No. 2: Report: Sterling hires lawyer, threatens to sue NBA — The Los Angeles Clippers’ season came to an end last night with their loss in Game 6 of the West semifinals to the Oklahoma City Thunder. With the basketball playing done in L.A., the issue that has dogged the Clips since the first round — the ousting of owner Donald Sterling — will undoubtedly heat up. According to SI.com’s legal expert Michael McCann, Sterling has hired a lawyer and is looking to sue to the NBA himself for its decision to remove him as owner of his team:
SI.com has learned that Clippers owner Donald Sterling has hired prominent antitrust litigator Maxwell Blecher, who has written a letter to NBA executive vice president and general counsel Rick Buchanan threatening to sue the NBA. The letter, sources tell SI.com, claims that Sterling has done nothing wrong and that “no punishment is warranted” for Sterling. Blecher also tells Buchanan that Sterling will not pay the $2.5 million fine, which is already past due. Blecher ends the letter by saying this controversy “will be adjudicated.”
Blecher’s letter makes clear what many have anticipated: Donald Sterling will not go down without a fight and that he is taking active steps toward litigation. A letter of this type is considered a precursor to the filing of a lawsuit. Blecher’s letter offers no ambiguity about Sterling’s intentions.
“We reject your demand for payment,” the letter tells Buchanan, who on May 14 informed Sterling by letter that he must pay the $2.5 million fine.
Blecher’s letter goes on to identify two basic legal defenses for Sterling.
First, Blecher claims that Sterling has not violated any article of the NBA constitution.
Second, Blecher argues that Sterling’s “due process rights” have been violated by the NBA. A due process claim may sound superficially reasonable.
Any lawsuit by Sterling against the NBA would face a daunting task, as Sterling contractually agreed to follow the NBA’s system of justice. Sterling’s failure to pay the fine is additional evidence of his insubordination of league policies. His failure triggers other contractual provisions that can be used by the NBA under Article 13(d) to justify his ouster. It is also possible the NBA could deduct $2.5 million, plus interest, from proceeds the NBA would share with the Sterlings after the league sells the Clippers.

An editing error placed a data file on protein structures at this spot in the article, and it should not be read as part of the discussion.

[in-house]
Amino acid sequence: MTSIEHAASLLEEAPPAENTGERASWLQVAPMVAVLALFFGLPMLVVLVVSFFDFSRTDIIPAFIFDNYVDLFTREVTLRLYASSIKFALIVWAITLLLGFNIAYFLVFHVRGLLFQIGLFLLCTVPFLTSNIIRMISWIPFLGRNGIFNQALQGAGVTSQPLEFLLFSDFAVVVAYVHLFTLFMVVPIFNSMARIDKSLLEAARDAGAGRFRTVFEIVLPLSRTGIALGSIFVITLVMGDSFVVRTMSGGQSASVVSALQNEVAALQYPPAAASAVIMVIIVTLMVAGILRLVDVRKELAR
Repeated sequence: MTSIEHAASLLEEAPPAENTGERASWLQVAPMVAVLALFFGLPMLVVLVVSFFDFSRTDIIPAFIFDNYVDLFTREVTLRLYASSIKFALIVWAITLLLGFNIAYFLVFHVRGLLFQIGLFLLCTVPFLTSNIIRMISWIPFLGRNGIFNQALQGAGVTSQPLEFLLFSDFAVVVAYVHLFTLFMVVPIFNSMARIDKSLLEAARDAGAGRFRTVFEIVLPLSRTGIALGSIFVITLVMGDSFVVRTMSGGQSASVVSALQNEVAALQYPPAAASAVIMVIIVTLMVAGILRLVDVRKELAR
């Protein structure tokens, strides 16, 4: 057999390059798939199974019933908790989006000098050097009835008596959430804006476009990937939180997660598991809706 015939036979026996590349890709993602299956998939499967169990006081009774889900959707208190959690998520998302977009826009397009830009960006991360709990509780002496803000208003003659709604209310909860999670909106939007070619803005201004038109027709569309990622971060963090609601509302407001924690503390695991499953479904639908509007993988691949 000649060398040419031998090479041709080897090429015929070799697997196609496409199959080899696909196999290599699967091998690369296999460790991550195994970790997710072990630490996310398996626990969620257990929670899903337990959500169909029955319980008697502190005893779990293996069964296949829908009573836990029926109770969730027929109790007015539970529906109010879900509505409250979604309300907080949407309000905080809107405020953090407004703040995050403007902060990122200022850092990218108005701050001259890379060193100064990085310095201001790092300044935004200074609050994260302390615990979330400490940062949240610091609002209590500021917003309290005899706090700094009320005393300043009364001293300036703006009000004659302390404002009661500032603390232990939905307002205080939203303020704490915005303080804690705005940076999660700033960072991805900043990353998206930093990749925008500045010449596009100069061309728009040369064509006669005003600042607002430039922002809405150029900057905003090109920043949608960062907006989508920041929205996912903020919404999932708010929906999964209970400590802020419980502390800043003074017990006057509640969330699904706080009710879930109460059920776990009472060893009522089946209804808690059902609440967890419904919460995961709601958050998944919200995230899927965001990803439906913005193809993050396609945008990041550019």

ESPN.com also reports that Sterling says he won’t pay the $2.5 million fine levied against him by commissioner Adam Silver:
Sterling’s lawyer has informed the NBA that Sterling will not be paying the $2.5 million fine levied against him last month by commissioner Adam Silver, sources confirmed to ESPN.com on Thursday night.
That fine was due this week, according to a source with knowledge of the situation.
In a letter sent on Sterling’s behalf, antitrust litigator Max Blecher also threatened to sue the league if Sterling is not afforded due process.
Sterling’s comments provoked threats of a player boycott, led sponsors to withdraw support and created a racially charged image problem in the midst of the NBA playoffs that even President Barack Obama remarked upon.
As long as the NBA meticulously follows its own constitution and rules regarding the Clippers sale, it will be difficult for Sterling to find a legal theory that would stand up in court, said Daniel Lazaroff, director of the Sports Law Institute at Loyola Law School in Los Angeles.
“This is not an antitrust issue. This is not a First Amendment issue,” Lazaroff said. “It’s a question limited to the interpretation of the NBA constitution and bylaws, and whether those terms are met.”